Dental Health Information

At the office of Mark A. Barradas, D.D.S., we like to make sure our patients have the information they need for all things dentistry. For information on all of your dental health needs, please visit the American Dental Association's website by clicking the image below:

ADA

Brushing Basics

Brushing removes food and plaque – the sticky, nearly colorless film of bacteria that forms on teeth and is the main cause of decay and gum disease.

  • Brush at least twice a day with a fluoride toothpaste that has the American Dental Association (ADA) seal of acceptance. The seal means that research has proven the product's safety and effectiveness and that advertising and packaging claims were found to be accurate by the ADA.
  • Use a toothbrush with soft, rounded bristles and replace it every three months or when bristles show wear.
Brushing

To clean the outer surfaces of your teeth, tilt the brush at a 45-degree angle against the gum line. Gently move the brush in small circular strokes. Keep the bristles angled against the gum line.

Brushing

Repeat the motion on the inside surfaces of your teeth.

Brushing

Brush the chewing surfaces using small circular strokes.

Brushing

To clean the inner surfaces of your front teeth, hold the brush vertically and use gentle up-and-down strokes with the front part of the brush.

Brushing

Gently brush your tongue to remove bacteria and to freshen breath.


Flossing Basics

Flossing removes plaque in places a toothbrush can't reach easily: under the gum line and between teeth.

  • Waxed and unwaxed flosses are both effective, use whichever you prefer.
  • To make sure you floss all your teeth, start behind the upper molars at one side of your mouth and work to the other side. Repeat on the lower teeth.
  • If you have trouble manipulating floss, ask your dentist or hygienist about interdental cleaners, which also remove plaque from between your teeth.
Flossing

Break off about 18 inches of floss and wind most of it around one middle finger. Wind the rest around the middle finger of your other hand.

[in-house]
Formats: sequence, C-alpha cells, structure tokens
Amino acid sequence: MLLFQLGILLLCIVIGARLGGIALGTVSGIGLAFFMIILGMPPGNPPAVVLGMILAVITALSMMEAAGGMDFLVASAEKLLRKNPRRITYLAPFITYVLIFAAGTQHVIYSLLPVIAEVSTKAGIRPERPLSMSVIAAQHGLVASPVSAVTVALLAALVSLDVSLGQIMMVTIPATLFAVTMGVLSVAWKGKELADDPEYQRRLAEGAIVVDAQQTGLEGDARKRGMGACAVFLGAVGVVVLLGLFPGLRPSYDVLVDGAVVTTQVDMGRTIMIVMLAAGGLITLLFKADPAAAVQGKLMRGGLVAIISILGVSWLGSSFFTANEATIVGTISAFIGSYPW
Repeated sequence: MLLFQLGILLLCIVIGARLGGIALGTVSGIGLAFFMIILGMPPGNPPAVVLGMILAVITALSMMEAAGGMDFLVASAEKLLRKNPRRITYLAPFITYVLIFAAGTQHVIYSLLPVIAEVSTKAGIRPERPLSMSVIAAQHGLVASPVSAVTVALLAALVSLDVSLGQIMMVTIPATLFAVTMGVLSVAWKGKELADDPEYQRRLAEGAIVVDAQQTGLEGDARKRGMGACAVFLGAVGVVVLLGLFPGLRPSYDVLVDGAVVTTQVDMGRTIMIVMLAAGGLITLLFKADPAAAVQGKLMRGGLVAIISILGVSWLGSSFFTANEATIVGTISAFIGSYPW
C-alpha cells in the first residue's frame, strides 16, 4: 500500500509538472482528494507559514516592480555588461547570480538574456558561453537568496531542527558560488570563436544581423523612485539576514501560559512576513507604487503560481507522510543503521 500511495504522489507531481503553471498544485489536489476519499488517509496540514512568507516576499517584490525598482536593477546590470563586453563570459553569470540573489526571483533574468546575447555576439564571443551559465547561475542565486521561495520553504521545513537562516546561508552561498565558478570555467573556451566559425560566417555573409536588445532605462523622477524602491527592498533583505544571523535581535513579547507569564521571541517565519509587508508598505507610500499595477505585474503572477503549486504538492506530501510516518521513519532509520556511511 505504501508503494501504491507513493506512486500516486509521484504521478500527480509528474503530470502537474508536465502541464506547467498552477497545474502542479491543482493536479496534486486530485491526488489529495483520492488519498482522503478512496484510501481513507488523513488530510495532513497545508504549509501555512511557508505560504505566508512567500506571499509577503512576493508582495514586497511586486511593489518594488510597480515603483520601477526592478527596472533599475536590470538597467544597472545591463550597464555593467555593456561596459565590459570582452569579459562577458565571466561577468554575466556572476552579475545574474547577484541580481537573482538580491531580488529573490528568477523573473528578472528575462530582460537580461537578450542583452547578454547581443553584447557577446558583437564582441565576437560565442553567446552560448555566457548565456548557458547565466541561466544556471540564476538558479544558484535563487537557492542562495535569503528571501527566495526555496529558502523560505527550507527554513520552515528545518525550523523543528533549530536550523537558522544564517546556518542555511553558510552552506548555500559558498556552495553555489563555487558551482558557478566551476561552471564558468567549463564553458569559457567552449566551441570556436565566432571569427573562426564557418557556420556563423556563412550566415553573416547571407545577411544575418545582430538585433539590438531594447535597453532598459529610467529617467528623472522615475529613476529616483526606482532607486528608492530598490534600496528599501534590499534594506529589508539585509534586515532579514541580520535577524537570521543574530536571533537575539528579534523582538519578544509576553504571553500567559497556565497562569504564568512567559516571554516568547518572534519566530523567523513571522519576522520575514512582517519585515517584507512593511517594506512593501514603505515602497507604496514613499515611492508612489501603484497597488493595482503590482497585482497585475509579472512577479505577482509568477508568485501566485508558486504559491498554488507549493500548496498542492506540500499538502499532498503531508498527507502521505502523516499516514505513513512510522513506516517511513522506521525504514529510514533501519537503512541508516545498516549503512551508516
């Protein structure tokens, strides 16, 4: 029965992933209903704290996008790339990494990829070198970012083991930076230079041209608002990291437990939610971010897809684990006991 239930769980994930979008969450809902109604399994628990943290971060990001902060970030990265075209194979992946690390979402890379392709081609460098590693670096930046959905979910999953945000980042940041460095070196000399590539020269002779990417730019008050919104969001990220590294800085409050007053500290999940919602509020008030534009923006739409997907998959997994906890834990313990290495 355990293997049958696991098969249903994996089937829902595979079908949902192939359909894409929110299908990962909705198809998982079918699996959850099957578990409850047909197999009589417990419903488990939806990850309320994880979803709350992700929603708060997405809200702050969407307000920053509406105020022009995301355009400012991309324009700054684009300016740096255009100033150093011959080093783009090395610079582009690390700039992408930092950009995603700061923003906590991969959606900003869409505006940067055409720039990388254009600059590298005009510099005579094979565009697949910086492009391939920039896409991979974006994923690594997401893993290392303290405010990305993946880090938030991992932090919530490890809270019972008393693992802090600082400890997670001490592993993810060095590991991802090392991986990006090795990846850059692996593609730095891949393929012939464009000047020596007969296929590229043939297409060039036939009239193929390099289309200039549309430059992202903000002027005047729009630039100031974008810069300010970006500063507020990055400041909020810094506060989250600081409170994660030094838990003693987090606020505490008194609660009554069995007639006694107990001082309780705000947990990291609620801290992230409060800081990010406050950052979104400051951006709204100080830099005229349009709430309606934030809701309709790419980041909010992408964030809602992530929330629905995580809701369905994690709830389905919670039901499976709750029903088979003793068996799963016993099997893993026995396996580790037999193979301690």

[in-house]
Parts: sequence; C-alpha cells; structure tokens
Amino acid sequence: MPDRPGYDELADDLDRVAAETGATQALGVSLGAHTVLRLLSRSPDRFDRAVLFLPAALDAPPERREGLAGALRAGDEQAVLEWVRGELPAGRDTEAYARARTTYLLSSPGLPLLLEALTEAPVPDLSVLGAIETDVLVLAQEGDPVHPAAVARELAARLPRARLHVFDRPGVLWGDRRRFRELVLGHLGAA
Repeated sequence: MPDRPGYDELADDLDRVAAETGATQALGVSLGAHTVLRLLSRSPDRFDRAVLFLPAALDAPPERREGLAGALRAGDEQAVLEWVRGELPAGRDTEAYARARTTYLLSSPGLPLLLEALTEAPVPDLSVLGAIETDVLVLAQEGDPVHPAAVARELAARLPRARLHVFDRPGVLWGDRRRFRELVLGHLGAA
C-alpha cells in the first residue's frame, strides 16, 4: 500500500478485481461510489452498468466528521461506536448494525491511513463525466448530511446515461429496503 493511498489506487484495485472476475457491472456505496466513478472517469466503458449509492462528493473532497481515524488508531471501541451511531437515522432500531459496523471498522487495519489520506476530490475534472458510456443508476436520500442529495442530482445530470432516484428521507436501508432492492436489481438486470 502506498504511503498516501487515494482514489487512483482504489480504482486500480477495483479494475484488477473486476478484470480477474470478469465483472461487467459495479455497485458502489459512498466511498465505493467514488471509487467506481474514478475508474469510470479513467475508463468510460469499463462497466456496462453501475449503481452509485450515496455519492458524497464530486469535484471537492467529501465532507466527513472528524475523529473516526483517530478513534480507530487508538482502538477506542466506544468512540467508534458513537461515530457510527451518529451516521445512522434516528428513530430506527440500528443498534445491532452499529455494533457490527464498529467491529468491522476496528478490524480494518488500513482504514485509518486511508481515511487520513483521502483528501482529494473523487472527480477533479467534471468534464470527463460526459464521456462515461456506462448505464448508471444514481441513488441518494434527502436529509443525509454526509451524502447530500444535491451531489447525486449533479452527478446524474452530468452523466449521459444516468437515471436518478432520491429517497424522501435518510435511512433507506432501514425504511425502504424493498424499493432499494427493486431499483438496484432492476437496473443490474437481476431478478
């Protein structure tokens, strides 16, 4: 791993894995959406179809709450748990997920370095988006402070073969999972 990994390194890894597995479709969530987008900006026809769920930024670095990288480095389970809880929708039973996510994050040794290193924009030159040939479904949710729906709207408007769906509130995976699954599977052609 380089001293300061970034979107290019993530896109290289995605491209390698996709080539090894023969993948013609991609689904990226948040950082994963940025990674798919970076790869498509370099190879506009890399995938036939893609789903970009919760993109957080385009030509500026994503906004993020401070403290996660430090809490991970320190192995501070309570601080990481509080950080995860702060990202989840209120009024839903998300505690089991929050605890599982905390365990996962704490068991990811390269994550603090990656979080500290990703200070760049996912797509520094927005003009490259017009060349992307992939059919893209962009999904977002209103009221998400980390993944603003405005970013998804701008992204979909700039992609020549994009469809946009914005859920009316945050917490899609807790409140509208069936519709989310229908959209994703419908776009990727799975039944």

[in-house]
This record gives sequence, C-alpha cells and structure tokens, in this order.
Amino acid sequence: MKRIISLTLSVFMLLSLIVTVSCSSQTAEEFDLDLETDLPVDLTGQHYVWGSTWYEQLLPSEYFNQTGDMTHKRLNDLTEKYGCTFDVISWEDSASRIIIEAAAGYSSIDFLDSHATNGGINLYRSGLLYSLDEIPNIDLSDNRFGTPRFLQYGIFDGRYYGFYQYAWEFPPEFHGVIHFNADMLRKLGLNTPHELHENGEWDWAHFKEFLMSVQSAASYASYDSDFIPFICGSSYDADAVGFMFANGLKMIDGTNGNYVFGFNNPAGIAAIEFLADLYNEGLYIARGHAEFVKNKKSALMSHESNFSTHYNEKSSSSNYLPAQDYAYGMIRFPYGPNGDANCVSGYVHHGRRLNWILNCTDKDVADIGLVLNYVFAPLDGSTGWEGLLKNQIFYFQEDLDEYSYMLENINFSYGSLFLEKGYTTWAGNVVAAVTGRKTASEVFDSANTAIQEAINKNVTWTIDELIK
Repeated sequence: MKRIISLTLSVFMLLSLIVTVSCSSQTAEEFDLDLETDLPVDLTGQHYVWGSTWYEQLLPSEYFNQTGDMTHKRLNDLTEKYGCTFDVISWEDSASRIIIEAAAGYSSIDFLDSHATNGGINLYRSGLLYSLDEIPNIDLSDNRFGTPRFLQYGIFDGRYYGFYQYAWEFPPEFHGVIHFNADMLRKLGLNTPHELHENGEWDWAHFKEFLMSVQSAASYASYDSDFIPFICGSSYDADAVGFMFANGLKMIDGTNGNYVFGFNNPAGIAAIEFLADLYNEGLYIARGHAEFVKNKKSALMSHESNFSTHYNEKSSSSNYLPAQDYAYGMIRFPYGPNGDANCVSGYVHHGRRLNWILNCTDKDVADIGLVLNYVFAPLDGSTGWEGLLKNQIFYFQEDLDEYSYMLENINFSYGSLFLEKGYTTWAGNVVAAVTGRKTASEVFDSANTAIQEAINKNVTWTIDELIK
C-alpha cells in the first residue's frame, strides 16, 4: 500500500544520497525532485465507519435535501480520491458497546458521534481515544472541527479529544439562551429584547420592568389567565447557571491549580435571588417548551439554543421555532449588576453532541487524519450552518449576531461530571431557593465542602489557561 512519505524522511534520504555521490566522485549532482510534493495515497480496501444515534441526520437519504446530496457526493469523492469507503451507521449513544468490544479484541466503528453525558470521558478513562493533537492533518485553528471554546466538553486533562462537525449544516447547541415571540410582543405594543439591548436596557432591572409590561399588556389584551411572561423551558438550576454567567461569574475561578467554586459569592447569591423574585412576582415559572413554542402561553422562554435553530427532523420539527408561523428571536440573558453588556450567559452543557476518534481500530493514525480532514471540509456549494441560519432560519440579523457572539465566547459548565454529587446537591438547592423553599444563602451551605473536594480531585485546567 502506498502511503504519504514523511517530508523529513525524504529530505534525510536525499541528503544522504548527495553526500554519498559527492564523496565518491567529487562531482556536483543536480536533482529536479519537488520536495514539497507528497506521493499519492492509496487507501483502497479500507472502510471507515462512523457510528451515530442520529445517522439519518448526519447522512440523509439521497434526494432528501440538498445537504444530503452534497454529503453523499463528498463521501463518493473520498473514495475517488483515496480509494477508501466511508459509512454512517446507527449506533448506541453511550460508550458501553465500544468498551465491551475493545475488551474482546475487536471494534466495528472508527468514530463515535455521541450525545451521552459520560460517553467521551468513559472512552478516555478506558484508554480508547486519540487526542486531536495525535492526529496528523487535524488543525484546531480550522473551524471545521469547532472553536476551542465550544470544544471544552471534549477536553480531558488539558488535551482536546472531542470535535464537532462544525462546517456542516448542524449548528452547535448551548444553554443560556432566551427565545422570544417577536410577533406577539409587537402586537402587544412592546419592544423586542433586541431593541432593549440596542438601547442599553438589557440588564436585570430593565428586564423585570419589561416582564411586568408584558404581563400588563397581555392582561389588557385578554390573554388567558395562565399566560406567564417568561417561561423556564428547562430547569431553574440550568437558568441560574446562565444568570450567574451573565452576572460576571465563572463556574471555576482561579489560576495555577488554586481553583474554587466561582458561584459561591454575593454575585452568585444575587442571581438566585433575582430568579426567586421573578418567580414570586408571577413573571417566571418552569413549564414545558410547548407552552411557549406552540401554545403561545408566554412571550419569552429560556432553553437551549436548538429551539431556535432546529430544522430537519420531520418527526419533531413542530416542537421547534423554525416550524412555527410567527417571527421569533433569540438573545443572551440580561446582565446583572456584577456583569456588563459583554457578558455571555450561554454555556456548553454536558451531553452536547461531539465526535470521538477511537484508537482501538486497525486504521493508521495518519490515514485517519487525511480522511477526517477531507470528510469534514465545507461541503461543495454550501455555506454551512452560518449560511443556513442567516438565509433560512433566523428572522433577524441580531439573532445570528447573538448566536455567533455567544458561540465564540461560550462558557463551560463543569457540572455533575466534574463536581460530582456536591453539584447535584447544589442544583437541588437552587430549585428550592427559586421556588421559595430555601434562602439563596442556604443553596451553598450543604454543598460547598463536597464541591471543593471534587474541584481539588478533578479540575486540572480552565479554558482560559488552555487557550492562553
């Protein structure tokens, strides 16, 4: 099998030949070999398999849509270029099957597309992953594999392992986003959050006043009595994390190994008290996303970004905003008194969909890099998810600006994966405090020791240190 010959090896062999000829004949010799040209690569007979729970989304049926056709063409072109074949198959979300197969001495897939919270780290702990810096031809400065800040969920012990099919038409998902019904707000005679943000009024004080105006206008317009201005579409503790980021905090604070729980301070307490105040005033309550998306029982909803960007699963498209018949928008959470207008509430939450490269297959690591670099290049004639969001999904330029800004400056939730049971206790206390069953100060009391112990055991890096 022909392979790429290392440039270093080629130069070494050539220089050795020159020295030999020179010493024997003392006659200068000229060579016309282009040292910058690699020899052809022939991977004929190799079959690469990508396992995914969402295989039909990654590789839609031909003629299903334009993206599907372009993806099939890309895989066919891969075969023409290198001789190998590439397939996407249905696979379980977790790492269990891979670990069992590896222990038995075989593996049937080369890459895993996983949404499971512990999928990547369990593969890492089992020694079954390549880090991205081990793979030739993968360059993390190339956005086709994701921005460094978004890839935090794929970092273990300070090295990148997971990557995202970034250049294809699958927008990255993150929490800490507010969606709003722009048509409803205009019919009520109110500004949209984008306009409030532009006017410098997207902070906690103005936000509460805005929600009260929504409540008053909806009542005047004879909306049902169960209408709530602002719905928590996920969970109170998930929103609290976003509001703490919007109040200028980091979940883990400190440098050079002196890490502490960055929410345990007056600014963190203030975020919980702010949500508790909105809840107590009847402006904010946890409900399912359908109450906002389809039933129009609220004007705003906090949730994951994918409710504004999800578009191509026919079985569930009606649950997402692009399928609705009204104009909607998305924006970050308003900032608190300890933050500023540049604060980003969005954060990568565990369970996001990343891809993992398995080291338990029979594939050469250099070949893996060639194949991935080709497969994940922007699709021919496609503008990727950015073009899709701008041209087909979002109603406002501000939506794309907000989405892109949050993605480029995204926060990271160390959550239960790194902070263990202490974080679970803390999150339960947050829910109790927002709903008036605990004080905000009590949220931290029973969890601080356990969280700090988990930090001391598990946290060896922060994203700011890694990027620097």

Flossing

Using your thumbs and forefingers, slide about an inch of taut floss between your teeth. Gently curve the floss around the tooth in a C-shape at the gum line

Flossing

Slide the floss gently up and down between the tooth and gum, making sure you go beneath the gum line Repeat on the rest of your teeth with clean sections of floss.


Dental Do's and Don'ts

Do see your dentist at least every six months for a general checkup and cleaning.

Don't bite pens, chew ice or other hard items like popcorn kernels, or use your teeth as tools. These habits can chip a tooth's enamel or crack the tooth itself. They may also damage fillings, crowns, or other restorations.

Do wear a mouthguard when you play sports. Professional athletes wear mouthguards to protect their teeth from injury, and so should you.

Don't smoke or chew tobacco. Besides staining the teeth, tobacco contributes to gum disease and can cause oral cancer.

Do watch how much coffee and tea you drink. Excessive amounts can stain your teeth.

Don't grind or clench your teeth. Many adults take out stress on their jaws and teeth without realizing it. This habit is called bruxism and can seriously damage and wear down your teeth. Consult your dentist if you notice any of these warning signs: pain when chewing, a tired jaw when you wake up, and unexplained headaches. He or she may suggest that you wear a custom-made mouthguard at night or may prescribe other treatments.